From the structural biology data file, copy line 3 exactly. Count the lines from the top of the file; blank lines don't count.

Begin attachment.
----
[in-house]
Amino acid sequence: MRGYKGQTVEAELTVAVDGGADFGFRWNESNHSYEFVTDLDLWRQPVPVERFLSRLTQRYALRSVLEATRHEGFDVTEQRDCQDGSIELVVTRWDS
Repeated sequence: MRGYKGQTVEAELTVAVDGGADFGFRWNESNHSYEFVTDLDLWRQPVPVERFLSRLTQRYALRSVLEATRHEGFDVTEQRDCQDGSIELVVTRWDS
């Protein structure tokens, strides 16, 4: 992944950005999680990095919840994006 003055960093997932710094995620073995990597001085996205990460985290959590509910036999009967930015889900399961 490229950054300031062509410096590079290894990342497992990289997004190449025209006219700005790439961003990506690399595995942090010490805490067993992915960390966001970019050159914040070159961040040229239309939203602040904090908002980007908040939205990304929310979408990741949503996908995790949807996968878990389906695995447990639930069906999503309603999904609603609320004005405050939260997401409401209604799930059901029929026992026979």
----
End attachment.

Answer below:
Repeated sequence: MRGYKGQTVEAELTVAVDGGADFGFRWNESNHSYEFVTDLDLWRQPVPVERFLSRLTQRYALRSVLEATRHEGFDVTEQRDCQDGSIELVVTRWDS